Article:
One of the things that made me fall for Girl Talk was how doted-upon Gillis’ mushups seemed. For a while he was averaging an album every two years (if you’re reading this, Greg, my friends and I are spending the last week of August at the beach, and let’s just say we wouldn’t be sad if a new Girl Talk album was released in between now and then…), and I imagined him spending long hours in front of a laptop, working late into the night to perfect transitions and find ways to squeeze more and more music into each minute. That density — the feeling of being surrounded by hundreds of musical quotations and juxtapositions — is key to my perception of Night Ripper, Feed the Animals and All Day as labors of love. They’re like candy-coated musical rainforests that fans of pop music can relish hacking through.
As much as I love this approach, I’m enjoying the Bon Iver Mashup Album for the opposite reason. Or perhaps just a seemingly opposing reason…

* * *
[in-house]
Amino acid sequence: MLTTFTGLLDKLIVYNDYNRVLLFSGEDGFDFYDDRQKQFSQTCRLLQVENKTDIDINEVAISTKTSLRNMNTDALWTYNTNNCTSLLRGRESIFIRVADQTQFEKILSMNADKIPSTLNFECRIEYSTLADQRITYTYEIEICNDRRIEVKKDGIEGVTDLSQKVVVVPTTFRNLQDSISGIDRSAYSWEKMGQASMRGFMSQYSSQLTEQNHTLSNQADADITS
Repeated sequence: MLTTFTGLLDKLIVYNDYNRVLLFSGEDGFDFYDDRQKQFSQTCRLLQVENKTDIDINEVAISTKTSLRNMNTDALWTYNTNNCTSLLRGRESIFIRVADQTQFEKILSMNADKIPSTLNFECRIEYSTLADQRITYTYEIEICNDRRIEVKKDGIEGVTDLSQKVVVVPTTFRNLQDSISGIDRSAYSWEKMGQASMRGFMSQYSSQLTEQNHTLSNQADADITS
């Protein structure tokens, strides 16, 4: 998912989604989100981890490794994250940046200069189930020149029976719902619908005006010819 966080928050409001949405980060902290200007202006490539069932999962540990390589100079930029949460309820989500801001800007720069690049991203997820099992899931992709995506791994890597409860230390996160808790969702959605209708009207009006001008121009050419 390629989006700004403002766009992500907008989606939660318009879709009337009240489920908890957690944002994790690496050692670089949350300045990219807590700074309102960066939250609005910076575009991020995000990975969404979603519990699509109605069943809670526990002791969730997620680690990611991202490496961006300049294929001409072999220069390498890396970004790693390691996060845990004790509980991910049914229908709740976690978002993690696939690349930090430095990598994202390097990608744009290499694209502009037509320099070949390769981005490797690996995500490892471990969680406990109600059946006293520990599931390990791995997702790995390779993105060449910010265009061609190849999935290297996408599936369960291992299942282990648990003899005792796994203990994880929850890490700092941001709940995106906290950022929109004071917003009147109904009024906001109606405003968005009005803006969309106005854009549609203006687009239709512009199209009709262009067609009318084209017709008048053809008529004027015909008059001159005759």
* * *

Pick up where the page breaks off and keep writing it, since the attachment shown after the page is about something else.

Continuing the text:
B.I.M.A.’s contributing producers — SpareElbowSkin, ToToM, Fissunix and Colatron — have put together a wonderful 10-track (11-, if you count the bonus track) collection, and it strikes me as fitting that the artist who became a symbol for quiet, remote-cabin contemplation would be reimagined in such a contemplative way. Vernon’s songs get single dance partners and simple arrangements, so you actually have the opportunity to think. About the pairings: Is there a deeper meaning behind placing “Beth/Rest” and “Video Games” next to one another? About the decisions that were made during B.I.M.A.’s creation: How did they decide when to keep the lyrics and when to keep the music? I love turning this stuff over in my head, and the spaciousness of these mashups makes that possible.
But this relative lack of density doesn’t make these tracks feel any less doted-upon. “Clean” and “thoughtful” are two words that bubble up when I think about B.I.M.A., and that’s not far off from my feelings about Gillis’ work. If Girl Talk is a sugary jungle, let’s call B.I.M.A. a bittersweet clearing. Or better yet, think of it like the plain that Forrest Gump was running across when he decided to turn around. Quiet. Wide-open. Worthy of a panoramic lens.
Listen to the whole thing below and click here to download for free.